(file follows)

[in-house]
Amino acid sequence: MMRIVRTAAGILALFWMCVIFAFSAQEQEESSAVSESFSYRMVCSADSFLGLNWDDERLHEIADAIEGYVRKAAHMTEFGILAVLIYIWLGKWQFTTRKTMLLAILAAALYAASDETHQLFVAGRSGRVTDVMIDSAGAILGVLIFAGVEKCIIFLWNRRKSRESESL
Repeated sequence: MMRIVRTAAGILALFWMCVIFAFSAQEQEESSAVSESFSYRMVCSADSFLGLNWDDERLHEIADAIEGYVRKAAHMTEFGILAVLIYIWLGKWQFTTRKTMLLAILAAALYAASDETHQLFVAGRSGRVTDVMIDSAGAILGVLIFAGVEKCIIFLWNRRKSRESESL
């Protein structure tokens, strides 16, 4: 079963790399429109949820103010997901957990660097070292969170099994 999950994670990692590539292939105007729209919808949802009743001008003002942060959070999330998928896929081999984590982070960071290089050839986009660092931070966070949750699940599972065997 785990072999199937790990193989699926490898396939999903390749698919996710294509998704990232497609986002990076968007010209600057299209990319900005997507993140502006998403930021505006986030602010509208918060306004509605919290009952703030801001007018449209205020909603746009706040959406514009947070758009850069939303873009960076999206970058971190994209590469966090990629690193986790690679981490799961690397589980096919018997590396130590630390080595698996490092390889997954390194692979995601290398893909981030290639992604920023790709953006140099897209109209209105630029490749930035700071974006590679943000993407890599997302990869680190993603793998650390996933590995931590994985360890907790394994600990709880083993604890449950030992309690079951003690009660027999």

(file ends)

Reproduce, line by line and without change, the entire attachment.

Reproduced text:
[in-house]
Amino acid sequence: MMRIVRTAAGILALFWMCVIFAFSAQEQEESSAVSESFSYRMVCSADSFLGLNWDDERLHEIADAIEGYVRKAAHMTEFGILAVLIYIWLGKWQFTTRKTMLLAILAAALYAASDETHQLFVAGRSGRVTDVMIDSAGAILGVLIFAGVEKCIIFLWNRRKSRESESL
Repeated sequence: MMRIVRTAAGILALFWMCVIFAFSAQEQEESSAVSESFSYRMVCSADSFLGLNWDDERLHEIADAIEGYVRKAAHMTEFGILAVLIYIWLGKWQFTTRKTMLLAILAAALYAASDETHQLFVAGRSGRVTDVMIDSAGAILGVLIFAGVEKCIIFLWNRRKSRESESL
């Protein structure tokens, strides 16, 4: 079963790399429109949820103010997901957990660097070292969170099994 999950994670990692590539292939105007729209919808949802009743001008003002942060959070999330998928896929081999984590982070960071290089050839986009660092931070966070949750699940599972065997 785990072999199937790990193989699926490898396939999903390749698919996710294509998704990232497609986002990076968007010209600057299209990319900005997507993140502006998403930021505006986030602010509208918060306004509605919290009952703030801001007018449209205020909603746009706040959406514009947070758009850069939303873009960076999206970058971190994209590469966090990629690193986790690679981490799961690397589980096919018997590396130590630390080595698996490092390889997954390194692979995601290398893909981030290639992604920023790709953006140099897209109209209105630029490749930035700071974006590679943000993407890599997302990869680190993603793998650390996933590995931590994985360890907790394994600990709880083993604890449950030992309690079951003690009660027999």